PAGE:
Police on guard against anti-king comments

BANGKOK, Nov. 4 (UPI) -- Thai police are cracking down on critics of the country's ailing monarch under laws that criminalize people for making comments deemed unpatriotic and demeaning.

Police are examining evidence against two people arrested last week, but now out on bail, for spreading false rumors in mid October about the health of King Bhumibol Adulyadej.


The monarch, 81, had been admitted to hospital in September with fever and fatigue. The comments questioning the king's health resulted in a stock market slump, a report in the Bangkok Post said.

Some stocks tumbled up to 6 percent in the largest loss since October 2008.

The Bangkok Post report named the two suspects as Thiranant Wipuchanin, 43, a former executive director of UBS Securities Thailand, and Katha Pajajiriyapong, 37, an employee of Seamico Securities.

They were alleged to have posted on the Web information relating to rumors on the foreign-registered Web sites and, said the deputy chief of the Central Investigation Bureau.


Police would continue their investigation further to see whether they were hired to circulate rumors, the Post article said. If charged, the two people face up to five years in prison and $3,000 in fines.

Criticism of the king is curtailed under the so-called lese majeste laws, which make it a treasonable offense to denigrate the crown or state. Lese majeste has been greatly eased in most European countries because of no longer having monarchs with absolute power. But the law remains in full force in Thailand, where the king has reigned as head of state for more than 60 years.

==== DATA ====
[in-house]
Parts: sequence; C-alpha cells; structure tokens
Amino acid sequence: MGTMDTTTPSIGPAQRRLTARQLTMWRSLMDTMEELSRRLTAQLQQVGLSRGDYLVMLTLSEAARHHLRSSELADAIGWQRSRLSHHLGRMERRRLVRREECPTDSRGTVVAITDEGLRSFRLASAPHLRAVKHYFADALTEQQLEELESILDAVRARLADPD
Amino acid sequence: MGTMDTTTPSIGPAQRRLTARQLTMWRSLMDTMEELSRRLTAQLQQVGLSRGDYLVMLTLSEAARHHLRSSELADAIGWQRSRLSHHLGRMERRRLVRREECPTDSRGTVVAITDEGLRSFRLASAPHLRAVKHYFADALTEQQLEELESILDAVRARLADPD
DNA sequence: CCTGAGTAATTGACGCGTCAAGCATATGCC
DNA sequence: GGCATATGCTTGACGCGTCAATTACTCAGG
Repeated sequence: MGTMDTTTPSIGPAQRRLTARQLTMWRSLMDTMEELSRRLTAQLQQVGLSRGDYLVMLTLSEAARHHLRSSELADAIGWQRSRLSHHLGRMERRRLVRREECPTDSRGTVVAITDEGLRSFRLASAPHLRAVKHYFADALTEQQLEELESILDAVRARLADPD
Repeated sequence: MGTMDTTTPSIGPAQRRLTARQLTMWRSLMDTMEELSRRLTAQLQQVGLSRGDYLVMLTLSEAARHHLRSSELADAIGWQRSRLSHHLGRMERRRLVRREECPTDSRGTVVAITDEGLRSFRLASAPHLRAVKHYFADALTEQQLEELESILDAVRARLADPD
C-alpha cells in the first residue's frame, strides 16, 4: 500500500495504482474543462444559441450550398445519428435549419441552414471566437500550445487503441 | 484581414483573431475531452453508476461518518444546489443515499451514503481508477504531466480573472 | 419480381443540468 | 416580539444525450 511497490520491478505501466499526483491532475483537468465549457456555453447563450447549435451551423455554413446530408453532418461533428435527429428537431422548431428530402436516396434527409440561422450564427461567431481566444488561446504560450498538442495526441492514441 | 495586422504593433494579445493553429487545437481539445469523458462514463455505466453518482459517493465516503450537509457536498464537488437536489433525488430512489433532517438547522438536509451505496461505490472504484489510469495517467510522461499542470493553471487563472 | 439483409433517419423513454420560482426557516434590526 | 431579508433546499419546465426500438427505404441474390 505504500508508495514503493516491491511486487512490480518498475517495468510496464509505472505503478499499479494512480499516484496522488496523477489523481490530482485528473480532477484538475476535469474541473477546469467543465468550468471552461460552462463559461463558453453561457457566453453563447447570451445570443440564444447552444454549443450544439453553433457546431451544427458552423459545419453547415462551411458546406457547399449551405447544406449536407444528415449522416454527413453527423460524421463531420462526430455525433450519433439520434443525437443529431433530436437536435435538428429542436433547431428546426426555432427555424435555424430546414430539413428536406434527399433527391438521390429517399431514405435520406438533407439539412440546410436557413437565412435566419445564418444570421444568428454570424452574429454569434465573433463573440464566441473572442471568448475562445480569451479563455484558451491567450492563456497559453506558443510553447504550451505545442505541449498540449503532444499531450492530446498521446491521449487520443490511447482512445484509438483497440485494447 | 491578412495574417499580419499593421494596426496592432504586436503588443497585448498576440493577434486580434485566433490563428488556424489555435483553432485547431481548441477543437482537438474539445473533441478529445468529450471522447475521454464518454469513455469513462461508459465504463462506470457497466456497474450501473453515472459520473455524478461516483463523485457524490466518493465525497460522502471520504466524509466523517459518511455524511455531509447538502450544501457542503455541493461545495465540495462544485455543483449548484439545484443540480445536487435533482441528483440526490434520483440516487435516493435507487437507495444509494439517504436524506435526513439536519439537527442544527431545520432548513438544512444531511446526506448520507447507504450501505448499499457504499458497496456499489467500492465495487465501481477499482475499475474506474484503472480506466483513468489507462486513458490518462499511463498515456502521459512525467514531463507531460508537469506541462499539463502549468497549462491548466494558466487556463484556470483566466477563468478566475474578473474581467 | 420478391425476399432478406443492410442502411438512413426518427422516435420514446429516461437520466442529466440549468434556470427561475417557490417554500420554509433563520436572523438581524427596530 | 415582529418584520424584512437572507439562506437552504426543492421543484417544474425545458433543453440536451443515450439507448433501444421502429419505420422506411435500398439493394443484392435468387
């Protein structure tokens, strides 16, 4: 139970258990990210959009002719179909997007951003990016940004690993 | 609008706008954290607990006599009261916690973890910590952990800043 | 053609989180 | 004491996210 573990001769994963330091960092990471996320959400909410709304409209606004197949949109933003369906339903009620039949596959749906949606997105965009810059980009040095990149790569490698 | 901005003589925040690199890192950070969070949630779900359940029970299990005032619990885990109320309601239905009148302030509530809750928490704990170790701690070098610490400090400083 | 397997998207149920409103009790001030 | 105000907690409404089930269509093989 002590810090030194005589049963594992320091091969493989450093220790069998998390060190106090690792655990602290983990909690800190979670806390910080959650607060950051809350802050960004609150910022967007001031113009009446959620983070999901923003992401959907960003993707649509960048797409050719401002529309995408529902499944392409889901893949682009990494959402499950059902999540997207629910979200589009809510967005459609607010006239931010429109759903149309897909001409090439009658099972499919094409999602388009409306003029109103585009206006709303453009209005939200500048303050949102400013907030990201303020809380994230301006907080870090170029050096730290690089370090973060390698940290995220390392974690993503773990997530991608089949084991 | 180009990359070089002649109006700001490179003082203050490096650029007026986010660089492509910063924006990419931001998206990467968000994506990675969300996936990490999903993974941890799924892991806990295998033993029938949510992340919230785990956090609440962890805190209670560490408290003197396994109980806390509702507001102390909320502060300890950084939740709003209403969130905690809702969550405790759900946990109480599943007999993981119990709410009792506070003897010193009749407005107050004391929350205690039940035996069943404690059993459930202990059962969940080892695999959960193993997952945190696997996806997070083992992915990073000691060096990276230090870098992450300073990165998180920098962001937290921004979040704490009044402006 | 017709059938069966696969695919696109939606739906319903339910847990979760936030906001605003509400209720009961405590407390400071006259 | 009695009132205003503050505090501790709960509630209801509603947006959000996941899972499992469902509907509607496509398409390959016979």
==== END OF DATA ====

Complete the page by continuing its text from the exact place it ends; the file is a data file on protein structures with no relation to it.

Around 2,000 Web sites that have criticized the king have been blocked by the Information and Communication Technology Ministry.

The authorities have not been shy of charging people under lese majeste. In March 2007 a Swiss national was sentenced to 10 years in jail for spray-painting graffiti on portraits of the king while drunk. In September 2008 an Australian was arrested at Bangkok's international airport and charged with lese majeste for an offending passage in his self-published but obscure book called Verisimilitude. He was sentenced to three years in jail.

In both cases the king later pardoned them.

Despite the king's magnanimity, democracy leaders have said the law is untenable in a modern state and against free speech. Prison terms for violation can be up to 15 years.


Many observers on all sides agree that the king has had a unifying role in a country that has suffered a very unstable political climate.

He has led the nation in a titular role -- but he must sign all laws -- through 15 successful or attempted coups, more than a dozen constitutions and 27 prime ministers. The king has also from time to time roundly criticized the military for its heavy-handedness in dealing with civil disturbances.

For those reasons there is a public acceptance of lese majeste.

All sides tacitly understand that the king should remain untouched, as his calls for peace can quell civil disturbances where actions by police or public leaders struggle to get crises under control.

But the current police crackdown comes as the king's health is a real concern, although not officially said so because of lese majeste laws. The government has, however, recently disclosed that the next monarch will be his son, Crown Prince Vajiralongkorn, 57, a career soldier and only son of the king and Queen Sirikit.

Vajiralongkorn is a graduate from Australia's Royal Military College in Canberra and has trained with the U.S., British and Australian armed services. He is a qualified helicopter pilot and took part in military operations against the Communist Party of Thailand in the 1970s. He has also led combat operations against Vietnamese military incursions across the border from Cambodia.


It remains to be seen just how much the son "shall be enthroned in a position of revered worship and shall not be violated" as the constitution says. His Western lifestyle is not discussed openly, thanks again to lese majeste. But people have privately asked whether he has the natural authority to unify the nation, especially given his partisanship towards the military.

Meanwhile, the king remains convalescing in a heavily guarded Bangkok hospital as the unsaid succession to the throne gets thought about daily.

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